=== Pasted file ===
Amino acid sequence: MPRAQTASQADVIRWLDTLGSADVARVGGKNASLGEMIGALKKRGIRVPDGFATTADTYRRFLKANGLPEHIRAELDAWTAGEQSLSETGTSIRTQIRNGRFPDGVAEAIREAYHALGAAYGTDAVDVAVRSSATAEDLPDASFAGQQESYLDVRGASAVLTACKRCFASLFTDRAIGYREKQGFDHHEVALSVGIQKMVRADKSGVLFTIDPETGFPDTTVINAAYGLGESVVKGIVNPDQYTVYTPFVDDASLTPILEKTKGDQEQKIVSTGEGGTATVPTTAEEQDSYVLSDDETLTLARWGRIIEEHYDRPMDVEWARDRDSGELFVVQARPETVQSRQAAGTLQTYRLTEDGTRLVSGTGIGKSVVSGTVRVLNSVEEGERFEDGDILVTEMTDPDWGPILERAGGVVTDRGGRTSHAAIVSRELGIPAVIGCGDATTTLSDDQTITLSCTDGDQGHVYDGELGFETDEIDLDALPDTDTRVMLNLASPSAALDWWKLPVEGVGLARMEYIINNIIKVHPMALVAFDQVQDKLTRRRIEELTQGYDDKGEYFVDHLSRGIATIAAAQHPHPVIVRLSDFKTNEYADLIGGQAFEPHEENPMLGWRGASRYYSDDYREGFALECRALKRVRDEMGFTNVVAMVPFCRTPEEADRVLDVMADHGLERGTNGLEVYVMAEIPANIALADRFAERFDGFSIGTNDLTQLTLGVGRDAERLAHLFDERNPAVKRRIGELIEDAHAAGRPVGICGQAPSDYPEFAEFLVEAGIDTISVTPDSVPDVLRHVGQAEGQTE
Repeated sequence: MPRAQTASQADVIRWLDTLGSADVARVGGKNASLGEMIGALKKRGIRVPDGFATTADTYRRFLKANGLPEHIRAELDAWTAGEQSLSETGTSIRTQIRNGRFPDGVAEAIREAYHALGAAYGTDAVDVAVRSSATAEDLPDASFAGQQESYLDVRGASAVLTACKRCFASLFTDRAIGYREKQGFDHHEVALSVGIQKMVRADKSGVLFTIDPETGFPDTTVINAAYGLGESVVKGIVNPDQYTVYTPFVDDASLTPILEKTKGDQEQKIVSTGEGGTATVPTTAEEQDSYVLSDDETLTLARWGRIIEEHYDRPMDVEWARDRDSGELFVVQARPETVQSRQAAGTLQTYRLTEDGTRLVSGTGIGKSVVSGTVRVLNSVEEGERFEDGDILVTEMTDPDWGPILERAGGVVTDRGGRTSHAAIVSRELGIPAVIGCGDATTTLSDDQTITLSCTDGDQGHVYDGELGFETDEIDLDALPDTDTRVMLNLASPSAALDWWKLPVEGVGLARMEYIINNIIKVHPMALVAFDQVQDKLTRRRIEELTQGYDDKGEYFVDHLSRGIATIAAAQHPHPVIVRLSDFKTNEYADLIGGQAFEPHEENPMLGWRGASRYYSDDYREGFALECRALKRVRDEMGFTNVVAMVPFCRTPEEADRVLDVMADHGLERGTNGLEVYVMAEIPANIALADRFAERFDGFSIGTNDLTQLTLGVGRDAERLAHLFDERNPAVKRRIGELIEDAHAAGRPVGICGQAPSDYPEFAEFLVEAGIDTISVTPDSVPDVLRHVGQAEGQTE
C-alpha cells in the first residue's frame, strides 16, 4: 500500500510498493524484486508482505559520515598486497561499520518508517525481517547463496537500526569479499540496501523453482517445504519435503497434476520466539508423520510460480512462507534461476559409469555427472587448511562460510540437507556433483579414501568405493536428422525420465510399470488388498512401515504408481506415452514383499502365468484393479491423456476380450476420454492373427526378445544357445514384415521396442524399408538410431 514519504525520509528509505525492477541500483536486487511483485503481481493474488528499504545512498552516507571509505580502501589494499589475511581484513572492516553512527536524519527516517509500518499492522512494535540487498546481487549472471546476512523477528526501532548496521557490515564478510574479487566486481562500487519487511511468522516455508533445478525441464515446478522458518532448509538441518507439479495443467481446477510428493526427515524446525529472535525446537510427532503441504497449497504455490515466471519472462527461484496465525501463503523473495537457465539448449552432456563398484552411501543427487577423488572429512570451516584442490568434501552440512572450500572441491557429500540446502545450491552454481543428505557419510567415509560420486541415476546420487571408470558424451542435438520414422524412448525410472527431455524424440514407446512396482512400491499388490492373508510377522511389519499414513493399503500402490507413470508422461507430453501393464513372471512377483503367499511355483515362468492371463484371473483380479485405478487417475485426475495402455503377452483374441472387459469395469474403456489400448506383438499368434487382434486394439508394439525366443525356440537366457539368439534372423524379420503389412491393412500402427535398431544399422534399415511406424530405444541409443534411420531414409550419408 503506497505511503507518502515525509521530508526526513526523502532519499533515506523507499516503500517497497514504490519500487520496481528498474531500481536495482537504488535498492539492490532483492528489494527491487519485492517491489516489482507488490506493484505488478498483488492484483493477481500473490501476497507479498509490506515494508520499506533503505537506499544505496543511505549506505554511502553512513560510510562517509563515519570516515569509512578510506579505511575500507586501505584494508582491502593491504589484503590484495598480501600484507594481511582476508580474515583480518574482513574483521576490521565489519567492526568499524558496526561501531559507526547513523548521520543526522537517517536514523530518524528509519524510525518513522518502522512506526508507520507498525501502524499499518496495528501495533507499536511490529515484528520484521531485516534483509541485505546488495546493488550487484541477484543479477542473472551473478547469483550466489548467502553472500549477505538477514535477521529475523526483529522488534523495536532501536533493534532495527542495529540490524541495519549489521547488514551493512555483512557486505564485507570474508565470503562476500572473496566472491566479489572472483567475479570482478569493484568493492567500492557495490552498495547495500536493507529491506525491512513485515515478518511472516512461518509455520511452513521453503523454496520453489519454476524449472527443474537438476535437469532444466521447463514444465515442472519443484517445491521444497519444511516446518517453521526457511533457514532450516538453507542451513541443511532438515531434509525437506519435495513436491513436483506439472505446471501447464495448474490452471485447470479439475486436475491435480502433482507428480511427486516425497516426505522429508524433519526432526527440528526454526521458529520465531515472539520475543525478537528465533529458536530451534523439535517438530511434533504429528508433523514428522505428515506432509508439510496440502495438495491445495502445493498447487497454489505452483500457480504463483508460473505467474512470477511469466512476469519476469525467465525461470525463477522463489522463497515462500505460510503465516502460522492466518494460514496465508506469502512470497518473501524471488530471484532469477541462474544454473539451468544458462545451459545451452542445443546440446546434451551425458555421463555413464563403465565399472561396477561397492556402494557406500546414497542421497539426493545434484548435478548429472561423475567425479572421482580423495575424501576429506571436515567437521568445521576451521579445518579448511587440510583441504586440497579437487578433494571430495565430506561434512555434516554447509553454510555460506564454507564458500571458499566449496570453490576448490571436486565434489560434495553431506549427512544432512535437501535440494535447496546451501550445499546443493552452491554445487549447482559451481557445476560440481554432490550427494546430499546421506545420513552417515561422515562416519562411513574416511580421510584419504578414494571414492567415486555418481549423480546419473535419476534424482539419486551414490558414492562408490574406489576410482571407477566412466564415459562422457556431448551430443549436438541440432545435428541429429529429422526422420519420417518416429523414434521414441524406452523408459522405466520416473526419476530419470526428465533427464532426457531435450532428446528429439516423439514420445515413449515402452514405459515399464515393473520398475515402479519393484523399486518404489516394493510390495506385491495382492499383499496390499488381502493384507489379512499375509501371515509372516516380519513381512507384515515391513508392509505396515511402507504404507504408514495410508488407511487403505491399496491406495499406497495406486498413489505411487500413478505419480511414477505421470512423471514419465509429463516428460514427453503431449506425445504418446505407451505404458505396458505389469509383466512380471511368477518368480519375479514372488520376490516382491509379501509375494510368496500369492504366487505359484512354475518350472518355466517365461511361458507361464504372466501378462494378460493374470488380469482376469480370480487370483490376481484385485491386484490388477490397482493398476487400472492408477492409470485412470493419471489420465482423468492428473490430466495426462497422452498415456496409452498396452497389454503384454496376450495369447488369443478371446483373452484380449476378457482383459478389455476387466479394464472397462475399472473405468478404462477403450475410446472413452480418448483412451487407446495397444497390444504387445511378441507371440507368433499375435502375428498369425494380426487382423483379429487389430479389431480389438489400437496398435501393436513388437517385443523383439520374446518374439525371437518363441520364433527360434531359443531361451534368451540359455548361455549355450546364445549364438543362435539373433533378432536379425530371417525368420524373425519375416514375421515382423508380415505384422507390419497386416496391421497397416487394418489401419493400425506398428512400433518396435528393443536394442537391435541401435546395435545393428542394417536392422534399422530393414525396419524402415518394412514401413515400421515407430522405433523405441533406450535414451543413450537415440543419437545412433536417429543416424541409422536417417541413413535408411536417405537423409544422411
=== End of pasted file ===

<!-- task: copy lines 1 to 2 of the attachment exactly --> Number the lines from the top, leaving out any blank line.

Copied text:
Amino acid sequence: MPRAQTASQADVIRWLDTLGSADVARVGGKNASLGEMIGALKKRGIRVPDGFATTADTYRRFLKANGLPEHIRAELDAWTAGEQSLSETGTSIRTQIRNGRFPDGVAEAIREAYHALGAAYGTDAVDVAVRSSATAEDLPDASFAGQQESYLDVRGASAVLTACKRCFASLFTDRAIGYREKQGFDHHEVALSVGIQKMVRADKSGVLFTIDPETGFPDTTVINAAYGLGESVVKGIVNPDQYTVYTPFVDDASLTPILEKTKGDQEQKIVSTGEGGTATVPTTAEEQDSYVLSDDETLTLARWGRIIEEHYDRPMDVEWARDRDSGELFVVQARPETVQSRQAAGTLQTYRLTEDGTRLVSGTGIGKSVVSGTVRVLNSVEEGERFEDGDILVTEMTDPDWGPILERAGGVVTDRGGRTSHAAIVSRELGIPAVIGCGDATTTLSDDQTITLSCTDGDQGHVYDGELGFETDEIDLDALPDTDTRVMLNLASPSAALDWWKLPVEGVGLARMEYIINNIIKVHPMALVAFDQVQDKLTRRRIEELTQGYDDKGEYFVDHLSRGIATIAAAQHPHPVIVRLSDFKTNEYADLIGGQAFEPHEENPMLGWRGASRYYSDDYREGFALECRALKRVRDEMGFTNVVAMVPFCRTPEEADRVLDVMADHGLERGTNGLEVYVMAEIPANIALADRFAERFDGFSIGTNDLTQLTLGVGRDAERLAHLFDERNPAVKRRIGELIEDAHAAGRPVGICGQAPSDYPEFAEFLVEAGIDTISVTPDSVPDVLRHVGQAEGQTE
Repeated sequence: MPRAQTASQADVIRWLDTLGSADVARVGGKNASLGEMIGALKKRGIRVPDGFATTADTYRRFLKANGLPEHIRAELDAWTAGEQSLSETGTSIRTQIRNGRFPDGVAEAIREAYHALGAAYGTDAVDVAVRSSATAEDLPDASFAGQQESYLDVRGASAVLTACKRCFASLFTDRAIGYREKQGFDHHEVALSVGIQKMVRADKSGVLFTIDPETGFPDTTVINAAYGLGESVVKGIVNPDQYTVYTPFVDDASLTPILEKTKGDQEQKIVSTGEGGTATVPTTAEEQDSYVLSDDETLTLARWGRIIEEHYDRPMDVEWARDRDSGELFVVQARPETVQSRQAAGTLQTYRLTEDGTRLVSGTGIGKSVVSGTVRVLNSVEEGERFEDGDILVTEMTDPDWGPILERAGGVVTDRGGRTSHAAIVSRELGIPAVIGCGDATTTLSDDQTITLSCTDGDQGHVYDGELGFETDEIDLDALPDTDTRVMLNLASPSAALDWWKLPVEGVGLARMEYIINNIIKVHPMALVAFDQVQDKLTRRRIEELTQGYDDKGEYFVDHLSRGIATIAAAQHPHPVIVRLSDFKTNEYADLIGGQAFEPHEENPMLGWRGASRYYSDDYREGFALECRALKRVRDEMGFTNVVAMVPFCRTPEEADRVLDVMADHGLERGTNGLEVYVMAEIPANIALADRFAERFDGFSIGTNDLTQLTLGVGRDAERLAHLFDERNPAVKRRIGELIEDAHAAGRPVGICGQAPSDYPEFAEFLVEAGIDTISVTPDSVPDVLRHVGQAEGQTE